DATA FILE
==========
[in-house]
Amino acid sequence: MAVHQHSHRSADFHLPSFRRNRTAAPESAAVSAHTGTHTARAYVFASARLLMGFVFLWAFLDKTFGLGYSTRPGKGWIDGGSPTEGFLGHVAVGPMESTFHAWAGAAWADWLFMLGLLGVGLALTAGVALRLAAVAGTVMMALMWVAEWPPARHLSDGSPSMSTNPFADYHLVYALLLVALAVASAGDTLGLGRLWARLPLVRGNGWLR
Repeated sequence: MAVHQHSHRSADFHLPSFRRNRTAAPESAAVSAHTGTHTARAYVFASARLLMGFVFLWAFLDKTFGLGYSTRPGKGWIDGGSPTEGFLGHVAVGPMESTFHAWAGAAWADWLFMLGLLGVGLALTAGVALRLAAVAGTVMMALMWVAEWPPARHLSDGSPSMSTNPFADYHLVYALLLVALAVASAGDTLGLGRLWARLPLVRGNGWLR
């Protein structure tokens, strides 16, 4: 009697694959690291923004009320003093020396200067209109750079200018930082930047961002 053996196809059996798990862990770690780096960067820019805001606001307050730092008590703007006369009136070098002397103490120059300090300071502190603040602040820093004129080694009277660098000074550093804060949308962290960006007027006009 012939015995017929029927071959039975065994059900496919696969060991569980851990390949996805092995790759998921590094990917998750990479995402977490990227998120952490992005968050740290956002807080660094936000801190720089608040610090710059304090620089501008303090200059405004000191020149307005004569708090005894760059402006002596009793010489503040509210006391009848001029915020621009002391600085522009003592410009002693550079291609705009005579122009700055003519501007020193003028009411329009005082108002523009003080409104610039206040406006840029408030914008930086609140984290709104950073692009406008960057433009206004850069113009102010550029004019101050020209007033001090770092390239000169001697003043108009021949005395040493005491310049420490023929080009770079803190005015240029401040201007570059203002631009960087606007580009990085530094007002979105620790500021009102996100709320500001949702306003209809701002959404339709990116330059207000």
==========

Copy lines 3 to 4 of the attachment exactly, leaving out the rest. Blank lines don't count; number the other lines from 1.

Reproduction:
Repeated sequence: MAVHQHSHRSADFHLPSFRRNRTAAPESAAVSAHTGTHTARAYVFASARLLMGFVFLWAFLDKTFGLGYSTRPGKGWIDGGSPTEGFLGHVAVGPMESTFHAWAGAAWADWLFMLGLLGVGLALTAGVALRLAAVAGTVMMALMWVAEWPPARHLSDGSPSMSTNPFADYHLVYALLLVALAVASAGDTLGLGRLWARLPLVRGNGWLR
């Protein structure tokens, strides 16, 4: 009697694959690291923004009320003093020396200067209109750079200018930082930047961002 053996196809059996798990862990770690780096960067820019805001606001307050730092008590703007006369009136070098002397103490120059300090300071502190603040602040820093004129080694009277660098000074550093804060949308962290960006007027006009 012939015995017929029927071959039975065994059900496919696969060991569980851990390949996805092995790759998921590094990917998750990479995402977490990227998120952490992005968050740290956002807080660094936000801190720089608040610090710059304090620089501008303090200059405004000191020149307005004569708090005894760059402006002596009793010489503040509210006391009848001029915020621009002391600085522009003592410009002693550079291609705009005579122009700055003519501007020193003028009411329009005082108002523009003080409104610039206040406006840029408030914008930086609140984290709104950073692009406008960057433009206004850069113009102010550029004019101050020209007033001090770092390239000169001697003043108009021949005395040493005491310049420490023929080009770079803190005015240029401040201007570059203002631009960087606007580009990085530094007002979105620790500021009102996100709320500001949702306003209809701002959404339709990116330059207000």